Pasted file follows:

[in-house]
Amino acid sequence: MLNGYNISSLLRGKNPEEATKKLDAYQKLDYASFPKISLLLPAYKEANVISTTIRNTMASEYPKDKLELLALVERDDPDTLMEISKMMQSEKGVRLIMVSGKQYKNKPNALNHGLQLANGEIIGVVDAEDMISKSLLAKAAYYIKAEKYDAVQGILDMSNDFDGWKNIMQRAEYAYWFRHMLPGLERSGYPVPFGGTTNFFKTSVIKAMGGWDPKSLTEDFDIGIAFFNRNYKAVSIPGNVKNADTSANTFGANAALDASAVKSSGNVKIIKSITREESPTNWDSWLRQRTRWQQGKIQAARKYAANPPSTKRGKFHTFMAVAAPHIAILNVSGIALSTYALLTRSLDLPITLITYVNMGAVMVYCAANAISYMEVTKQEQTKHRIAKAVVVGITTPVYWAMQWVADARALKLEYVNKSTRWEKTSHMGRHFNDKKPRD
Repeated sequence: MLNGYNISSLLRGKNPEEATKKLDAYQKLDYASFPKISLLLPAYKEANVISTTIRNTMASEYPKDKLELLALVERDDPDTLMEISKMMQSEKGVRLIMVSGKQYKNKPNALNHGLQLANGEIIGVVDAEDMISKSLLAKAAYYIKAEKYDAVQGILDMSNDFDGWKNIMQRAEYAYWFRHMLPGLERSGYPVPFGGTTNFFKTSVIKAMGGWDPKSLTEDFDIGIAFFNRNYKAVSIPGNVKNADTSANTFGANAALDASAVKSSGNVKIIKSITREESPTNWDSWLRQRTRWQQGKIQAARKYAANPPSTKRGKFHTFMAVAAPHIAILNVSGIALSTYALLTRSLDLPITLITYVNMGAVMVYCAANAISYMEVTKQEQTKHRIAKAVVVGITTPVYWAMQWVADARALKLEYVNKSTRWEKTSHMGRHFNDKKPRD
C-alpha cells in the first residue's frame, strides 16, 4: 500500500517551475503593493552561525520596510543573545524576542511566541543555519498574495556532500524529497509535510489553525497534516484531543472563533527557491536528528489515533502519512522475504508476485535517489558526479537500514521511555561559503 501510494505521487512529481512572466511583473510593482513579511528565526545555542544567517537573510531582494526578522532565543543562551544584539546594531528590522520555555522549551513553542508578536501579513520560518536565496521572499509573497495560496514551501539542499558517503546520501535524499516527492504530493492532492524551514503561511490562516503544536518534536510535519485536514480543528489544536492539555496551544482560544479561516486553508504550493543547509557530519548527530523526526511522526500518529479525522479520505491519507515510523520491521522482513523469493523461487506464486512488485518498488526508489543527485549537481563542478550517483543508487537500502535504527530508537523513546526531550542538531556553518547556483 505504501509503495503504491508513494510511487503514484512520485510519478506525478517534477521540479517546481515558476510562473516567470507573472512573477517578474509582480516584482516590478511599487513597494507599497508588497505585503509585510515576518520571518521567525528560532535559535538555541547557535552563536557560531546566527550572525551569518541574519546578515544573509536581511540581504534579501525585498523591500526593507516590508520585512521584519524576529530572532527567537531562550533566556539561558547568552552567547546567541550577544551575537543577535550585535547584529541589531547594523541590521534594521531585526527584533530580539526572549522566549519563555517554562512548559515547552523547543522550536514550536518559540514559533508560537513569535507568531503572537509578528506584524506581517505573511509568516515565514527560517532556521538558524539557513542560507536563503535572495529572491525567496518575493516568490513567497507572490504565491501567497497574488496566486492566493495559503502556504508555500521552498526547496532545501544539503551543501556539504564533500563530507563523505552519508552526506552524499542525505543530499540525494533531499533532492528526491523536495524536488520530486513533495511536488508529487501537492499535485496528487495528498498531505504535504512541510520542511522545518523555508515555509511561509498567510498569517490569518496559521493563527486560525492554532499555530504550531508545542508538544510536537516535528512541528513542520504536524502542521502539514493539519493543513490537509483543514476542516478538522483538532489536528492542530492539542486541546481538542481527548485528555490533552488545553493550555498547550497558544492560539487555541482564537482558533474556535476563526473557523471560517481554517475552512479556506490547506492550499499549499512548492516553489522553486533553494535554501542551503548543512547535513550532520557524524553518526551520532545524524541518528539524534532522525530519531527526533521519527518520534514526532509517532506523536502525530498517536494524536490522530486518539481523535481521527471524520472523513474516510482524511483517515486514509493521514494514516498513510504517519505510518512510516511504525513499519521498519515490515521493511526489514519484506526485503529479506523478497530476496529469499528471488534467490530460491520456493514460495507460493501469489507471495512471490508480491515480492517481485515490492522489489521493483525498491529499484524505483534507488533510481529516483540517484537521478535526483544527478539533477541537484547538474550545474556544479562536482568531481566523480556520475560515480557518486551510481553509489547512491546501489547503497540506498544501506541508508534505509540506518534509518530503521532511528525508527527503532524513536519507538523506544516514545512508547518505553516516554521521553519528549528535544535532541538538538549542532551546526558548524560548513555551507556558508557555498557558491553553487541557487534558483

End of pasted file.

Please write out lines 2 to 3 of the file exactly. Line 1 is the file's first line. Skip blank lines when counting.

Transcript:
Amino acid sequence: MLNGYNISSLLRGKNPEEATKKLDAYQKLDYASFPKISLLLPAYKEANVISTTIRNTMASEYPKDKLELLALVERDDPDTLMEISKMMQSEKGVRLIMVSGKQYKNKPNALNHGLQLANGEIIGVVDAEDMISKSLLAKAAYYIKAEKYDAVQGILDMSNDFDGWKNIMQRAEYAYWFRHMLPGLERSGYPVPFGGTTNFFKTSVIKAMGGWDPKSLTEDFDIGIAFFNRNYKAVSIPGNVKNADTSANTFGANAALDASAVKSSGNVKIIKSITREESPTNWDSWLRQRTRWQQGKIQAARKYAANPPSTKRGKFHTFMAVAAPHIAILNVSGIALSTYALLTRSLDLPITLITYVNMGAVMVYCAANAISYMEVTKQEQTKHRIAKAVVVGITTPVYWAMQWVADARALKLEYVNKSTRWEKTSHMGRHFNDKKPRD
Repeated sequence: MLNGYNISSLLRGKNPEEATKKLDAYQKLDYASFPKISLLLPAYKEANVISTTIRNTMASEYPKDKLELLALVERDDPDTLMEISKMMQSEKGVRLIMVSGKQYKNKPNALNHGLQLANGEIIGVVDAEDMISKSLLAKAAYYIKAEKYDAVQGILDMSNDFDGWKNIMQRAEYAYWFRHMLPGLERSGYPVPFGGTTNFFKTSVIKAMGGWDPKSLTEDFDIGIAFFNRNYKAVSIPGNVKNADTSANTFGANAALDASAVKSSGNVKIIKSITREESPTNWDSWLRQRTRWQQGKIQAARKYAANPPSTKRGKFHTFMAVAAPHIAILNVSGIALSTYALLTRSLDLPITLITYVNMGAVMVYCAANAISYMEVTKQEQTKHRIAKAVVVGITTPVYWAMQWVADARALKLEYVNKSTRWEKTSHMGRHFNDKKPRD